Issuing banknotes and coins means making cash available to the public. A banknote (or coin) is considered to be issued when it exits the stocks of an issuing body. It then becomes a banknote (or coin) in circulation. It is withdrawn from circulation when it is deposited with an issuing body.
Fiduciary circulation is defined as the total euro banknotes (or coins) made available to the public by the central banks of the Eurosystem, including those held outside the euro area. It is calculated as the difference between the withdrawals (outflows) and deposits (inflows) of banknotes (or coins) at all central banks of the euro area, from the time the single currency was introduced in its fiduciary form.
The transition to the fiduciary euro in January 2002 made the concept of "fiduciary circulation" inapplicable at the national level. At the level of the national central banks, the difference between withdrawals (outflows) and deposits (inflows) of banknotes (or coins) since joining the euro is associated with the notion of net issuance. Due to migrations of banknotes (or coins) between the different countries of the Monetary Union, a central bank's net issuance cannot be assimilated to the number of banknotes in circulation in that country. These migrations lead each country in the zone to register negative net issuance for at least one of the seven denominations in the range (except Germany and Slovakia). In other words, these countries have registered more deposits than withdrawals of banknotes (or coins) at their central bank branches, for these denominations.
Responsibility for banknotes lies with the Eurosystem, which includes the European Central Bank and the national central banks of the euro area member countries. Notes are issued by the 19 central banks of the euro area. Thus, the issuance, maintenance and management of the quality of circulation of euro banknotes are among the fundamental missions of the Banque de France.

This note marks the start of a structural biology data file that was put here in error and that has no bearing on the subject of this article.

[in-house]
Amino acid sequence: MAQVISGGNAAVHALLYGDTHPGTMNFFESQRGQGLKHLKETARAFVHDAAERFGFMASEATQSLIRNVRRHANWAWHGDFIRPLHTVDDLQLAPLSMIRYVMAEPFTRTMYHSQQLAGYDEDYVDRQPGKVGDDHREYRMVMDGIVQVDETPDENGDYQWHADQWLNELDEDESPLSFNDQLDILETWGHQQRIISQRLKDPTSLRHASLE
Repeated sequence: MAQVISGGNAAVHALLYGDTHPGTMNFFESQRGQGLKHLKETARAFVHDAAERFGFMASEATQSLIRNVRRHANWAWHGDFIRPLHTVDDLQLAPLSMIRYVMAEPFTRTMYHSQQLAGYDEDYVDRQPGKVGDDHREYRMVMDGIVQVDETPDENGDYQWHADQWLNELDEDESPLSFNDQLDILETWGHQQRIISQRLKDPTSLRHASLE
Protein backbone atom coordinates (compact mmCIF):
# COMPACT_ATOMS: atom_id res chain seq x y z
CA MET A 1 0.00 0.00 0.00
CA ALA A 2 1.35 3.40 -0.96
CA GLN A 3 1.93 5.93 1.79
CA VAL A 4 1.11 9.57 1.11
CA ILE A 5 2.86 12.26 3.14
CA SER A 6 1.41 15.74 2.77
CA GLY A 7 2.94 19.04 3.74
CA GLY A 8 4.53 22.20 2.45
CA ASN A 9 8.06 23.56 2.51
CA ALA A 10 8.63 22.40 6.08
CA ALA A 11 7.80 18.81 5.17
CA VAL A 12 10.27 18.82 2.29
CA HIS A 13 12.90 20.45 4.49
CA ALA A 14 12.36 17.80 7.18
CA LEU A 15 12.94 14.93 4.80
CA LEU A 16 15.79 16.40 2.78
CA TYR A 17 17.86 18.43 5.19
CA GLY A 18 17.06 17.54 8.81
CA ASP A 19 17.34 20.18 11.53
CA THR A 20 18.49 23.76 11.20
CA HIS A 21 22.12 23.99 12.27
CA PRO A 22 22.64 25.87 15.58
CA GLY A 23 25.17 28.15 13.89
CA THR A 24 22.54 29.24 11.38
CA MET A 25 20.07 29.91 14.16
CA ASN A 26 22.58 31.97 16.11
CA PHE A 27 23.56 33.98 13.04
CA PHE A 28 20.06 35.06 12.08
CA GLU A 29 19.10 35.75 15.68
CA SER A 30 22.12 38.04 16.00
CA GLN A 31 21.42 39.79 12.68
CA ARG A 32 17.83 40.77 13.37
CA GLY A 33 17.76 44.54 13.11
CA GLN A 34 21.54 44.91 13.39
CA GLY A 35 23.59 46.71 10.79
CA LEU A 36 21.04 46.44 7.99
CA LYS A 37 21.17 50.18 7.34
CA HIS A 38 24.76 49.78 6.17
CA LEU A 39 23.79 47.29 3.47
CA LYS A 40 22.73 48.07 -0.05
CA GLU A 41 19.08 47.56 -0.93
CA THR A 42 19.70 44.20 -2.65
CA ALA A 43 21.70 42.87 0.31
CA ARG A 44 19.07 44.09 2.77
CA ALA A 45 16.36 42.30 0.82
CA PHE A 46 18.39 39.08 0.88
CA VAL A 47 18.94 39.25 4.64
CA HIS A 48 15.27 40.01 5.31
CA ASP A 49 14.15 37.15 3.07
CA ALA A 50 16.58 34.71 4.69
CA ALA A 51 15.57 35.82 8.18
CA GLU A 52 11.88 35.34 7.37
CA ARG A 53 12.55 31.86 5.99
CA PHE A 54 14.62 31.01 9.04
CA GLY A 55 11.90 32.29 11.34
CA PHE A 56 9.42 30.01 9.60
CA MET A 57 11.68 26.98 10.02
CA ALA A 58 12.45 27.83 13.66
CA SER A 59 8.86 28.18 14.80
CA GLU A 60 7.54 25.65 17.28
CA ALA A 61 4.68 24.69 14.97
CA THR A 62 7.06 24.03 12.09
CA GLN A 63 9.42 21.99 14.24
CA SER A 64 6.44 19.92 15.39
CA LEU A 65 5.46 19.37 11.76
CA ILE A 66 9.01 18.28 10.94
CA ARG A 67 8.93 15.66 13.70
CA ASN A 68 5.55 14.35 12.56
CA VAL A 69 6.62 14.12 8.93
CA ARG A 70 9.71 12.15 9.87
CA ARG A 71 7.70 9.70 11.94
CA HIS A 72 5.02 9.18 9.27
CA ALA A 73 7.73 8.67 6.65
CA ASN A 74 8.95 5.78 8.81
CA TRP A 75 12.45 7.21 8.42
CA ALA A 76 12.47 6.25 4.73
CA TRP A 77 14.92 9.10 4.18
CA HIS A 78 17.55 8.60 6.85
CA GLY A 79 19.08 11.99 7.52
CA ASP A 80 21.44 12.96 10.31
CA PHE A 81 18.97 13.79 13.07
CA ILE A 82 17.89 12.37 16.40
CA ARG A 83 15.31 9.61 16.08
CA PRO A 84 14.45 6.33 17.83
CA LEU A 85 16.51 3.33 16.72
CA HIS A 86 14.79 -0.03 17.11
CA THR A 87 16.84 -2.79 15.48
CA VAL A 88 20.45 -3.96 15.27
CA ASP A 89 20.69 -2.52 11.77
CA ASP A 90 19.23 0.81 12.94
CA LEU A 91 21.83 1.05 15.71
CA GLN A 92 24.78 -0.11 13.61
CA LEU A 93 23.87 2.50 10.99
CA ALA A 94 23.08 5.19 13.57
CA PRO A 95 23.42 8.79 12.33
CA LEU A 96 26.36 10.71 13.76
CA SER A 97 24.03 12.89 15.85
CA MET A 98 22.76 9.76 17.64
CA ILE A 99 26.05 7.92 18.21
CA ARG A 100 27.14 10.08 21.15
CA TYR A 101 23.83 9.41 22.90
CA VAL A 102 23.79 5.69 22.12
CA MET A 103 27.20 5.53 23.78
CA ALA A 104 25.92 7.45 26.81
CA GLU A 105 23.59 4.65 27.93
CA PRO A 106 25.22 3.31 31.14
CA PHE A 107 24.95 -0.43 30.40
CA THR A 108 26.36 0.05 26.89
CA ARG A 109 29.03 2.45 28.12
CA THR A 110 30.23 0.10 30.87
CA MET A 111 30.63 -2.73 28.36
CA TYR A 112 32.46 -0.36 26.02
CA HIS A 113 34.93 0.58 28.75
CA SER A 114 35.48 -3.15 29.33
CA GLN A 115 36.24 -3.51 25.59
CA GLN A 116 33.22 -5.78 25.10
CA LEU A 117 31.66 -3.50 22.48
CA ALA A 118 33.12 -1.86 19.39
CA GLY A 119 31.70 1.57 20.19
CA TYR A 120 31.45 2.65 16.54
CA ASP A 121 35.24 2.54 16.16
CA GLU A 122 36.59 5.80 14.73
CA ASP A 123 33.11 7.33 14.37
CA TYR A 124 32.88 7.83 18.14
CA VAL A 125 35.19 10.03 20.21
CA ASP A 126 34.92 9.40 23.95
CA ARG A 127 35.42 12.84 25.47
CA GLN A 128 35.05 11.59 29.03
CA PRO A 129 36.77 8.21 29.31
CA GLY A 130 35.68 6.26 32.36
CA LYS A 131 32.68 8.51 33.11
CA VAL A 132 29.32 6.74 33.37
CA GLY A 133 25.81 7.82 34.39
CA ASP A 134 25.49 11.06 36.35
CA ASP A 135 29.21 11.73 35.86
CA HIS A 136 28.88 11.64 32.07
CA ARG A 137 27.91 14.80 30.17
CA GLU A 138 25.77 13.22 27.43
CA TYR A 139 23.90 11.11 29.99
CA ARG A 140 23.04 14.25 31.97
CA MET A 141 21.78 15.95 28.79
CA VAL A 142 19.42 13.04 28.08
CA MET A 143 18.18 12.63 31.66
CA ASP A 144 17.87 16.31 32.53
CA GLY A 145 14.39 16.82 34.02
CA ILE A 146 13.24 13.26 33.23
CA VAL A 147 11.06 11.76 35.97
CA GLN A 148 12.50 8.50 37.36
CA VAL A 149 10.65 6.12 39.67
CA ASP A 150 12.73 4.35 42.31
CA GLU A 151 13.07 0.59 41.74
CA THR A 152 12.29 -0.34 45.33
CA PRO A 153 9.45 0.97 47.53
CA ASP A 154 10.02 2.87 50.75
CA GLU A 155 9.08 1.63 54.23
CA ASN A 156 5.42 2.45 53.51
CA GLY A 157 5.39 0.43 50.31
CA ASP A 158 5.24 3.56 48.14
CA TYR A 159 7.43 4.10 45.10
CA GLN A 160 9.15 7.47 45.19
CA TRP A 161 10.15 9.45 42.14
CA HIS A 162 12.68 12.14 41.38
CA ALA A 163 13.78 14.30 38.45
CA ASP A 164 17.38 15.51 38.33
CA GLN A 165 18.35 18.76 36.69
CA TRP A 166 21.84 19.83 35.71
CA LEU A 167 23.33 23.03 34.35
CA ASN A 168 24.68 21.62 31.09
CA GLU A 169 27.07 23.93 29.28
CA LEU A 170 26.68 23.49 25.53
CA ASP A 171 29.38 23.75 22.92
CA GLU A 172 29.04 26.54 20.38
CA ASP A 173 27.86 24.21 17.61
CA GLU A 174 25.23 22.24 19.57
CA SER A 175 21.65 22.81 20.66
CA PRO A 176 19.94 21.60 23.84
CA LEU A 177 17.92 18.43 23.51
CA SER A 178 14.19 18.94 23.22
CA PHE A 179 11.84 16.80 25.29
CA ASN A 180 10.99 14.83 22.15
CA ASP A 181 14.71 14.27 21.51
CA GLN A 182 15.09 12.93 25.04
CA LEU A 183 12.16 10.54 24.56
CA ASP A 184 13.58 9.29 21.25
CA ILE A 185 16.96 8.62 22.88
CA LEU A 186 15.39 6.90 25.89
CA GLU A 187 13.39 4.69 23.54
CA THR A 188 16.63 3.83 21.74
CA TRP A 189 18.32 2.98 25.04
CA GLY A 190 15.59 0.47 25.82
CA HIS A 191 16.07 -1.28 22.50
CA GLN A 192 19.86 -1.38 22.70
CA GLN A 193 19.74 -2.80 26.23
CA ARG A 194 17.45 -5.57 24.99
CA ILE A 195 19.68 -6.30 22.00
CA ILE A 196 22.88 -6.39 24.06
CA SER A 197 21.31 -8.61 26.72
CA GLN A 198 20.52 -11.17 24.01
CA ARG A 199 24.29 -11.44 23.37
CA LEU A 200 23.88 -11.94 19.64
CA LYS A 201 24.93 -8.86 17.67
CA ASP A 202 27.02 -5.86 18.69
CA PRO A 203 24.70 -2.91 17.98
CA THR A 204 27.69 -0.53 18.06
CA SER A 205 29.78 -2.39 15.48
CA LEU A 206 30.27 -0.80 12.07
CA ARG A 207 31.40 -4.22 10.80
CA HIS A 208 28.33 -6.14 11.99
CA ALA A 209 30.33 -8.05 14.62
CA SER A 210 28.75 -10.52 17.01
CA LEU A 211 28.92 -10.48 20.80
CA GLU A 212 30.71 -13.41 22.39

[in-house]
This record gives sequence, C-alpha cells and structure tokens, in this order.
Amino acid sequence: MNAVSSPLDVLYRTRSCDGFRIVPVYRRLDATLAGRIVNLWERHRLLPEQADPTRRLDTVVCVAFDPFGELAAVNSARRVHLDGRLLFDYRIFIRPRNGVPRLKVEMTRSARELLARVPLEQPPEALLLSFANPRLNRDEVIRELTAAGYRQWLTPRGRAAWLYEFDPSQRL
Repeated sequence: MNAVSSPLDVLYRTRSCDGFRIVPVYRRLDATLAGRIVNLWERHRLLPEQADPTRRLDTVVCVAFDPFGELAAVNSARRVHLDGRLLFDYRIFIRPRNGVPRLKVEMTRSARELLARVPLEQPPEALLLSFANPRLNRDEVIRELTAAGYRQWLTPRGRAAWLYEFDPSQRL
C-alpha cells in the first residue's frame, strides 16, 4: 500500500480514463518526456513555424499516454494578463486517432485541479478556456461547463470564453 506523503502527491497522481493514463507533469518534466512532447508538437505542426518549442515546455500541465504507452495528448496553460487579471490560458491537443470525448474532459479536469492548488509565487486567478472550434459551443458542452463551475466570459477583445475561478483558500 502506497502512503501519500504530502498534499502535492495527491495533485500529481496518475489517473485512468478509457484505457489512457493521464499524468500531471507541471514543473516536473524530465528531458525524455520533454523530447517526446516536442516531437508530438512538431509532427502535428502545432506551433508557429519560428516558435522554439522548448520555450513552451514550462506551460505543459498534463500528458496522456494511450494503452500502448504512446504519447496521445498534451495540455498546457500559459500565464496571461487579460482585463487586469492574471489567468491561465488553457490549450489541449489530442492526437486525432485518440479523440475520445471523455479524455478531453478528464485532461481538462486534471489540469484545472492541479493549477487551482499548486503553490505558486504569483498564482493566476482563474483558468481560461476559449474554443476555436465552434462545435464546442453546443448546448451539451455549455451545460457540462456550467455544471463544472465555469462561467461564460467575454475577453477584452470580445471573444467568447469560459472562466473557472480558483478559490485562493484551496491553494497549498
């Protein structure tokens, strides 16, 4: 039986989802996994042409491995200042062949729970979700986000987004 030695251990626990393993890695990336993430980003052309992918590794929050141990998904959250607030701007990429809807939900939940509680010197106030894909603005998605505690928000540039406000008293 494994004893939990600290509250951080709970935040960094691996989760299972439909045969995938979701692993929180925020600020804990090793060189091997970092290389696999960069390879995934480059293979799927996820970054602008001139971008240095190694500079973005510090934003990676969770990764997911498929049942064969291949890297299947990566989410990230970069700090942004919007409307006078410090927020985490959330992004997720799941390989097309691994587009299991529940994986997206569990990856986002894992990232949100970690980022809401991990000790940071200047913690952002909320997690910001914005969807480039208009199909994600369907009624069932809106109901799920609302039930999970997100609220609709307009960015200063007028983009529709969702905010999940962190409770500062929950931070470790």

Responsibility for coins lies with the European Commission and the participating Member States (National Treasuries). Coins are issued by the 19 Member States of the euro area, as well as Vatican City, the Republic of San Marino, and the principalities of Monaco and Andorra. In France, the Treasury relies on various operators: the Paris Mint is in charge of coin production, while the Banque de France plays a logistics and consulting role. The Banque de France provides no services to individuals with respect to coins in circulation (no exchange).
At end-2015, 18.9 billion banknotes had been put into circulation by the national central banks of the euro area, with a face value of EUR 1,083.4 billion. The Banque de France (including the IEDOM) is the second largest contributor to the fiduciary circulation of the Eurosystem by volume, with 4.5 billion banknotes issued at end-2015, for a total of EUR 112.8 billion.
Since the introduction of the euro in 2002, the Eurosystem has expanded, with seven additional countries having adopted the single currency. The quantity of banknotes in circulation has more than doubled, and their total value has tripled.
With around 240 million units in this denomination leaving the Banque de France each month, the €20 note is the most commonly used banknote in France. It accounts for more than 60% of net French issuance by volume, compared with only 18.2% of the fiduciary circulation of the Eurosystem. The dominance of the €20 note in France is explained by the payment habits of the French, and by the dominant use of this denomination in ATMs. According to a 2012 survey of credit institutions by the Banque de France, more than one out of every two banknotes made available to the public via ATMs is a €20 note. At end-2015, the average value of a banknote withdrawn in France was EUR 24.2. At the level of the Eurosystem, the lead in circulation goes to the €50 denomination (38.8% of banknotes in circulation).
Link to the statistics section, “Analysing and forecasting”
Updated on: 01/10/2017 11:05